Tag Archives: Linux

Open Source is NOT Bug Free

Linux

There are those in the open source software fan world that suggest that open source (and typically free) software is best because since the source code is available, people can look for bugs and fix them, resulting is bug free software.

The reality is not quite so simple.

While this statement is technically true, it is not true in practice.  Time and time again we run into very popular open source software with bugs – software like Open SSL which is installed on millions of computers.

That also does not mean that open source software is bad or overly buggy. It just means that it is software and all software needs to be validated.

AND, it also means that even if software is tested, it is not bug free.

OK, with that preamble, what are we dealing with today?

Google has an internal hacking team called Project Zero and they try to hack all kinds of software – including but not limited to Google’s own software.  This week team member Andrey Konovalov was playing with the USB drivers in the Linux kernel.

When someone mentions the words BUG and KERNEL in the same sentence, it should get your attention.  The kernel is the most privileged and most sensitive part of any operating system.

Andrey identified 14 bugs in the USB drivers that have been assigned bug ID numbers so far.  He has also requested another 7 numbers for additional vulnerabilities that he has identified.  On top of this, he says there are probably another 20 that have not been fully researched yet.  That puts the number of likely bugs in a very sensitive part of the Linux OS at around 40.

And remember, this is just in one part of the operating system.

So the next time someone tells you that open source means bug free, you can pull out a copy of this post.

Also, it is important to remember that Linux is an INCREDIBLY popular piece of open source software, used by hundreds of millions of people (It is the core of all Android phones).  If it is not bug free, is it reasonable to think that some other piece of open source software used by 10s of people IS bug free?  I don’t think so.

So, like with everything else, Caveat Emptor is appropriate response.

Information for this post came from Bleeping Computer and The Register.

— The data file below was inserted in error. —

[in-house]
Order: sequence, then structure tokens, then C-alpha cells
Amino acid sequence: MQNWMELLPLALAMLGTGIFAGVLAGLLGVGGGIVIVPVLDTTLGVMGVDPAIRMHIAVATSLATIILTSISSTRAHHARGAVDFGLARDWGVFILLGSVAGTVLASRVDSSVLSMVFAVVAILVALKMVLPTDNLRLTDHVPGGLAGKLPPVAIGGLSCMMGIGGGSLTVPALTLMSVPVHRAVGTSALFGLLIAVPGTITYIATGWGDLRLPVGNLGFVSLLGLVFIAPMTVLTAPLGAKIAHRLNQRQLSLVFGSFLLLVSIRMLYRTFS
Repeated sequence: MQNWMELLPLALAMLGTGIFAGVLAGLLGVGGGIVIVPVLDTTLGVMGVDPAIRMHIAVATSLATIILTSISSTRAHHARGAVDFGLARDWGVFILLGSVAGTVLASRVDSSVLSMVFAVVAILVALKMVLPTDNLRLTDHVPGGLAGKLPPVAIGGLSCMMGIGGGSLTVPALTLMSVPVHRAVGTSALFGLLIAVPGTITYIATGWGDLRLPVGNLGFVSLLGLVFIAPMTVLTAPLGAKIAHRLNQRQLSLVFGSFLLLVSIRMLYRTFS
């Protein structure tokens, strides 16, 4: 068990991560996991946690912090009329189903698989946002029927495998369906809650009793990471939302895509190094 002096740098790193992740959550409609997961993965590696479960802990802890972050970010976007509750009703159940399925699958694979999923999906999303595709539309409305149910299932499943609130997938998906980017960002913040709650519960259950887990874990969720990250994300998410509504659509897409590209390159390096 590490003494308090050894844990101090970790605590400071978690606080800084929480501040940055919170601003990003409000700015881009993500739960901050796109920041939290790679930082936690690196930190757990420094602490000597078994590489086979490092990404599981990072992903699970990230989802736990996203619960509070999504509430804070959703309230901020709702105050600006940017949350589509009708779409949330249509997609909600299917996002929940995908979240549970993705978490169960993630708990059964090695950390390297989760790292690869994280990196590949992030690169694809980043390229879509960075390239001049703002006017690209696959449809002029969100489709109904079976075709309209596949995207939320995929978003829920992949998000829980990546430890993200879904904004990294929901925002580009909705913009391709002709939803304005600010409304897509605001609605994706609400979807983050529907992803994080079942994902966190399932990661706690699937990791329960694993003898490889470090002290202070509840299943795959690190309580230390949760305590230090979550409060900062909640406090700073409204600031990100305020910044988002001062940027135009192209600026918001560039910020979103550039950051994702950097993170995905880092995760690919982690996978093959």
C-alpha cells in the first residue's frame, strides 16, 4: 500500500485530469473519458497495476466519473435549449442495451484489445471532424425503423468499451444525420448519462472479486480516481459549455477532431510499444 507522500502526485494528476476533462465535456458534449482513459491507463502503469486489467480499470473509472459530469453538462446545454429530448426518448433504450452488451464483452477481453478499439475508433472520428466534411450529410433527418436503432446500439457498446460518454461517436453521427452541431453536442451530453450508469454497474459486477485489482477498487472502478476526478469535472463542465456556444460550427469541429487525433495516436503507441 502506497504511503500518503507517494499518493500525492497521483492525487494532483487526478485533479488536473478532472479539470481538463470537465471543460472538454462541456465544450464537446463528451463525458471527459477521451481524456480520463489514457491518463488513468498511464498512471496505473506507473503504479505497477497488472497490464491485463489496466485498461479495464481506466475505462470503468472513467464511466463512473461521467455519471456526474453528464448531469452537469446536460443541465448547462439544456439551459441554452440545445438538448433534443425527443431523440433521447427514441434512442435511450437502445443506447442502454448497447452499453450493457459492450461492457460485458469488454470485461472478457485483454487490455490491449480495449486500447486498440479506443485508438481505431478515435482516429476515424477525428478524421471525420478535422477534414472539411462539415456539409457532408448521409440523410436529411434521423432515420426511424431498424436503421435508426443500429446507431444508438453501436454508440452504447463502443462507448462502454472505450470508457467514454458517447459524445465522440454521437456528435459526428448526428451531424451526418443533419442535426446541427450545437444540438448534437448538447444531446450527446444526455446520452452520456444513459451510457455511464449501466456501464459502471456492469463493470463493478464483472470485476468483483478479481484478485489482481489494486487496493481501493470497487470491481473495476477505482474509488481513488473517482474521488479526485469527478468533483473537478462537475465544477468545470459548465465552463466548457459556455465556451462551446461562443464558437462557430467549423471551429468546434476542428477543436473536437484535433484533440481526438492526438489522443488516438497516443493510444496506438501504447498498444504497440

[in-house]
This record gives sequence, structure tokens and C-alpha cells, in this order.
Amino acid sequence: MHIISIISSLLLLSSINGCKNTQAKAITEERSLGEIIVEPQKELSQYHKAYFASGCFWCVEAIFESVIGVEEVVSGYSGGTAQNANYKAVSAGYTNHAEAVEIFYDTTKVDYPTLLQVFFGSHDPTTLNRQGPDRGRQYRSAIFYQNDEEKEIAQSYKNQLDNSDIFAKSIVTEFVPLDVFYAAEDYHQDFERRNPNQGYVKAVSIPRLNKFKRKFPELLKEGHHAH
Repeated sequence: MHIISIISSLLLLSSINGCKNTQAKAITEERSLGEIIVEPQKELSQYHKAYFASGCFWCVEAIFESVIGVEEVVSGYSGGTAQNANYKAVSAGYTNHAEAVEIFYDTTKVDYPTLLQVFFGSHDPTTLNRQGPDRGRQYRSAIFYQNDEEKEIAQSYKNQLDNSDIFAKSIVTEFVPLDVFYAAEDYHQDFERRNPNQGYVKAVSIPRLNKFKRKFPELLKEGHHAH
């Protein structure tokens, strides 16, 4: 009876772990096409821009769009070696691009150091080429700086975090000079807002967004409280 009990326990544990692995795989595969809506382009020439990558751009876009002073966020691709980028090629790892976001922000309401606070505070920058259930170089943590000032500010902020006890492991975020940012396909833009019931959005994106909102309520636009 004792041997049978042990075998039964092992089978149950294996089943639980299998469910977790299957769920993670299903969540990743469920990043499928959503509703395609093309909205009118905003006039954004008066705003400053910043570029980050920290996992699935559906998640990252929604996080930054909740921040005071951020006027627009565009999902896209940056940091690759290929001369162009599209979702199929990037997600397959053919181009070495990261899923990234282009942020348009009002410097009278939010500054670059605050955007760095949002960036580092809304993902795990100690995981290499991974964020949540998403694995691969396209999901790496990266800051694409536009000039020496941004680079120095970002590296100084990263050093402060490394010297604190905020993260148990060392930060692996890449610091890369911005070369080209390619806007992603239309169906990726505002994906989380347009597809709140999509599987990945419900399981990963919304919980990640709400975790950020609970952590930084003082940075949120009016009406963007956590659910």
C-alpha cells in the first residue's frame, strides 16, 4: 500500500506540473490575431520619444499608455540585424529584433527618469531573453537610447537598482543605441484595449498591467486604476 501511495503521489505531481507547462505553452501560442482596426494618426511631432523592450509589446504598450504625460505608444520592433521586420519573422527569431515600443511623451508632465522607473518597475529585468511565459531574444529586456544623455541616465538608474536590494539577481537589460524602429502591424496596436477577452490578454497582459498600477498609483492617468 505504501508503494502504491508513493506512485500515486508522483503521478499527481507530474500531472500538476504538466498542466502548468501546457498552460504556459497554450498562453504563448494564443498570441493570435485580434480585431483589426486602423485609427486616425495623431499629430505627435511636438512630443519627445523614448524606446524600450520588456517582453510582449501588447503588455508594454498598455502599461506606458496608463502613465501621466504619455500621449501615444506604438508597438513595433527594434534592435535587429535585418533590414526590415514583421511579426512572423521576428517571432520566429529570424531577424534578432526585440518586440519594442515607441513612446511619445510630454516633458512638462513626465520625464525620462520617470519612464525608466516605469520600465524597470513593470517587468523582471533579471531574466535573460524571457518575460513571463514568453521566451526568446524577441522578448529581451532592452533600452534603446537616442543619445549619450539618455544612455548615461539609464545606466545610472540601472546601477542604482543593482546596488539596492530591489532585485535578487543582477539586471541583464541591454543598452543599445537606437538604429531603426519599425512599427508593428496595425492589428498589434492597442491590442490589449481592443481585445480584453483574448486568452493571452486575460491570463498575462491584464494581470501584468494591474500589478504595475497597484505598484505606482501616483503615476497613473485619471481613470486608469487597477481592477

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Open Source Software Does Not Solve All Of The World’s Problems

While I am not a Linux user personally, I am a big fan of it.  However, I am not delusional enough to think that just because a piece of software is open source, it is secure and bug free.

Anyone who thought that should have had those delusions ripped away when the Heartbleed bug was publicized.  For those readers not familiar with Heartbleed,  Heartbleed is the name given to the bug that affected the wildly popular open source software that implements SSL or HTTPS, the protocol used to protect secure many web sites.

It was thought that the bug affected around a half million to one million ecommerce web sites, many of which still have not been fixed 18 months later.

As popular as this software is, many, many people looked at it and even made contributions to it.  Still, this bug lived in the software from December 31, 2011 until a fix was released (but of course released does not mean that people have integrated into software that used the flawed version) on April 7, 2014.

To me, this proves that open source software, no matter the goals and desires of developers, may have security holes in it.

Fast forward to this week.

All versions of Linux released since Kernel version 3.8 (released in early 2013 -about 3 years ago) have a bug in the OS keyring, where encryption keys, security tokens and other sensitive security data is stored.

Whether hackers and foreign intelligence agents knew about this over the last few years or not is unknown, but we expect many Linux variants will release a patch this week.

More importantly, at least some versions of Android, which is based on Linux, also have this bug.  The researchers who found the bug said it affected tens of millions of Linux PCs and servers and 66% of all Android phones and tablets.

Google says that it does not think that Android devices are vulnerable to this bug being exploited by third parties and the total number of devices impacted is significantly smaller than the researchers though.  In this case, I trust Google researchers.  Google will have a patch available within 60 days, but getting that patch through the phone carrier release process could take a while.  I call this patch process TOTALLY BROKEN.  The only phones that we know will be patched quickly will be Google Nexus phones because Google releases those patches directly.

So, one more time, a major and highly visible piece of open source software is found to have a significant security hole for years.  This post talks about two examples, but there are many, many others.

If open source software as popular as Linux and OpenSSL has security holes, imagine the holes that MIGHT live in other, less popular open source software.  Some open source software might only be used by tens of people and only be looked at by one person.

The moral of this story is NOT that you should not use open source software;  it is no less or more risky than closed source software.  The moral is that you should ALWAYS consider the potential risks in using software and to the maximum degree possible, test for and mitigate potential security bugs.  And be ready to deal with the new ones when they are found.

Information on the OS Keyring bug can be found here.

Information on Heartbleed can be found here.

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